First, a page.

Italy's Best Generals in WW2

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Alpini Arditi
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Italy's Best Generals in WW2

Post by Alpini Arditi » 06 Feb 2022 20:52

Be interesting to consider who were Italy's best high-level commander's in the Second World War. I've always thought that the Italians had their most effective troops in East Africa, and indeed, gave the British forces opposing them a lot of trouble. They won their only campaign victory, without German help, in that theatre and generally put up a fierce defence of the territory in 1941. Likewise, they surely had their most successful generals in the AOI, especially Guglielmo Nasi, who led the conquest of British Somaliland, and General Nicolangelo Carnimeo, who defended Keren inflicting heavy casualties on the British attacking troops before the stronghold's surrender. Luigi Frusci also performed well in the defence of the colony.
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Re: Italy's Best Generals in WW2

Post by daveshoup2MD » 07 Feb 2022 02:05

Alpini Arditi wrote:
06 Feb 2022 20:52
Be interesting to consider who were Italy's best high-level commander's in the Second World War. I've always thought that the Italians had their most effective troops in East Africa, and indeed, gave the British forces opposing them a lot of trouble. They won their only campaign victory, without German help, in that theatre and generally put up a fierce defence of the territory in 1941. Likewise, they surely had their most successful generals in the AOI, especially Guglielmo Nasi, who led the conquest of British Somaliland, and General Nicolangelo Carnimeo, who defended Keren inflicting heavy casualties on the British attacking troops before the stronghold's surrender. Luigi Frusci also performed well in the defence of the colony.
Nasi_Guglielmo.jpg
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Interesting question, but you have to define "best" and at what assignments and what level of command. Also, only ground forces, or air forces as well, or both?

Some possibilities in terms of specifics:

Administration and training/mobilization:?
Intelligence?
Planning and operations - i.e., combat command?
Logistics?

And at what level - high command, per se? theater? field army/air force? corps? divisional? Brigade?

And - mobile warfare, on the offensive? Defensive? Rough terrain? Winter? Desert? etc.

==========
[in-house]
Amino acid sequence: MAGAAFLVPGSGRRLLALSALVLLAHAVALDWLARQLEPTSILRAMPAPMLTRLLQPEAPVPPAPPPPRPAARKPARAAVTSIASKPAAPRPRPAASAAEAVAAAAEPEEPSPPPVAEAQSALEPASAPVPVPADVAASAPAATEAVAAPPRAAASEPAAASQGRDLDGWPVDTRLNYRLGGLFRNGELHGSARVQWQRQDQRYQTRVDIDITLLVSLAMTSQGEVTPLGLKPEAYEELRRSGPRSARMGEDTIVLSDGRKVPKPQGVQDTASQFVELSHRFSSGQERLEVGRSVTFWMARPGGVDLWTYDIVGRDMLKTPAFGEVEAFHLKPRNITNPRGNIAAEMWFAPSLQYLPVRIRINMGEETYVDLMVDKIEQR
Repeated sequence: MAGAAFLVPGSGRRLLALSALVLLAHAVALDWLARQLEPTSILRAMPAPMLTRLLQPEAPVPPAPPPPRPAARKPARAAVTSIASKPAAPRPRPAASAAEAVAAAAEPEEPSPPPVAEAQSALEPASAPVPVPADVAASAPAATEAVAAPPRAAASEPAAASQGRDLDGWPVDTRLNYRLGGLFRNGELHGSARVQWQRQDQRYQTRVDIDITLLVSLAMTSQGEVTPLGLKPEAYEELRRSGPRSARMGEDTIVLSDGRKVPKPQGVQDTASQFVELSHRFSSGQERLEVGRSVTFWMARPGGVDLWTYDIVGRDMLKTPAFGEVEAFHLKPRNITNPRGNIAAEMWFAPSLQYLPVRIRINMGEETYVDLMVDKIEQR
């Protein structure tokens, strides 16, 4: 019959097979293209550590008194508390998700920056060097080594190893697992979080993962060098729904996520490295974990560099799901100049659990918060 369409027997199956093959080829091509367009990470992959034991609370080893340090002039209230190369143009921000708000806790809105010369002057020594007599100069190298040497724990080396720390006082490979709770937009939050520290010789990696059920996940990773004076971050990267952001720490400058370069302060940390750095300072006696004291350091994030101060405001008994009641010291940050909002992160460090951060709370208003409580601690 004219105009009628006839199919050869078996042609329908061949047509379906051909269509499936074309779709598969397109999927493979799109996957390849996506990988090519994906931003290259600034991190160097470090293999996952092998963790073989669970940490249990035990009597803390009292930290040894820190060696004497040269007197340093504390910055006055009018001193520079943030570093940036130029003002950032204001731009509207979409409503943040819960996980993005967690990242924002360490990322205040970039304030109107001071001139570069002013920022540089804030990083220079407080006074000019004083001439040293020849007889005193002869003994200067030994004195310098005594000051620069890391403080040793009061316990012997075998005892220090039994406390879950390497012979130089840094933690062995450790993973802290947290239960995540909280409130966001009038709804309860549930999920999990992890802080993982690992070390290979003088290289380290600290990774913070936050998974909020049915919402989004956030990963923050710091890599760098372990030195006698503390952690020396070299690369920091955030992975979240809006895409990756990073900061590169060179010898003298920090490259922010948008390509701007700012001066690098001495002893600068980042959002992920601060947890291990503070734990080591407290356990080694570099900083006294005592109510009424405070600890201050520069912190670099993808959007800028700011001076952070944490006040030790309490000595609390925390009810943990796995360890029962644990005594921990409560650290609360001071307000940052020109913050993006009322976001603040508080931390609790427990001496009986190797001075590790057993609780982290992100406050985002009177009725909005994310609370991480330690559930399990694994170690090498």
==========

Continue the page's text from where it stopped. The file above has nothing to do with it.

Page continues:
First response - Vincenzo Cesare Dapino seems to have been quite capable at the brigade/divisional level; Umberto Utili at the divisional and corps level; and, presumably Giovanni Messe at the corps/army level.

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Re: Italy's Best Generals in WW2

Post by Alpini Arditi » 07 Feb 2022 03:05

Yes Dave, it does all depend on the specifics of the level and function of the office. I was thinking of Army from brigade level upward, in operational combat command, and those that particularly distinguished themselves. Good choices you've made, with Messe especially ranked high amongst historians. Incidentally, it'd be interesting to have a book in English (I think there's one in Italian) detailing the careers of some of Mussolini's generals. The best one can do at the moment is 'Rommel's Italian Generals in North Africa 1941-1943'. As the title implies, it contains brief biographical information of the Italian generals who fought in North Africa, and how the authors identified a few whose identities were mistaken in photographs by authors in previous works. I've got a copy, and reading through it, several generals, who may not be widely known, appear to have been very capable commanders, such as Enea Navarini, a shrewd tactician and highly regarded by Rommel. While the book does have it's faults, particularly on details, I found it to be a good reference guide. There is a critical review of the book on Comando Supremo:
https://comandosupremo.com/forums/index ... -1943.917/
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Re: Italy's Best Generals in WW2

Post by daveshoup2MD » 07 Feb 2022 08:19

Alpini Arditi wrote:
07 Feb 2022 03:05
Yes Dave, it does all depend on the specifics of the level and function of the office. I was thinking of Army from brigade level upward, in operational combat command, and those that particularly distinguished themselves. Good choices you've made, with Messe especially ranked high amongst historians. Incidentally, it'd be interesting to have a book in English (I think there's one in Italian) detailing the careers of some of Mussolini's generals. The best one can do at the moment is 'Rommel's Italian Generals in North Africa 1941-1943'. As the title implies, it contains brief biographical information of the Italian generals who fought in North Africa, and how the authors identified a few whose identities were mistaken in photographs by authors in previous works. I've got a copy, and reading through it, several generals, who may not be widely known, appear to have been very capable commanders, such as Enea Navarini, a shrewd tactician and highly regarded by Rommel. While the book does have it's faults, particularly on details, I found it to be a good reference guide. There is a critical review of the book on Comando Supremo:
https://comandosupremo.com/forums/index ... -1943.917/
51a4T8LPbSL._SX398_BO1,204,203,200_.jpg
Navarini? Ferrante Vincenzo Gonzaga, Giuseppe Amico, Ernesto Chiminello, Antonio Gandin, Adolfo Infante, Angelico Carta, and Arnaldo Azzi all did better, generally.

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Re: Italy's Best Generals in WW2

Post by Frollo » 07 Feb 2022 11:07

I agree with Nasi and especially Carnimeo being among the best. Messe is also widely considered one of the best, due to his successes with the CSIR on the Eastern Front and skilled defense in Tunisia. I think that Alfredo Guzzoni was also considered a capable general (and recognized as such by the Germans), and his plan for the defense of Sicily as sound, he just had insufficient troops for his task in both quantity and especially quality.

Among lower-level generals (division/brigade) I would say Orlando Lorenzini (another "East African" general) and Fedele De Giorgis, among others. Nicola Bellomo stood out after the armistice for being one of the few to have the nerve to take action and do what had to be done, and successfully, rather than waiting and let the Germans take over the country. Same for Azzi and Infante, as well as Giovanni Battista Oxilia, who in the Balkans chose the hard path for themselves and managed to preserve their troops, successfully fighting a guerrilla campaign.
daveshoup2MD wrote:
07 Feb 2022 08:19
Navarini? Ferrante Vincenzo Gonzaga, Giuseppe Amico, Ernesto Chiminello, Antonio Gandin, Adolfo Infante, Angelico Carta, and Arnaldo Azzi all did better, generally.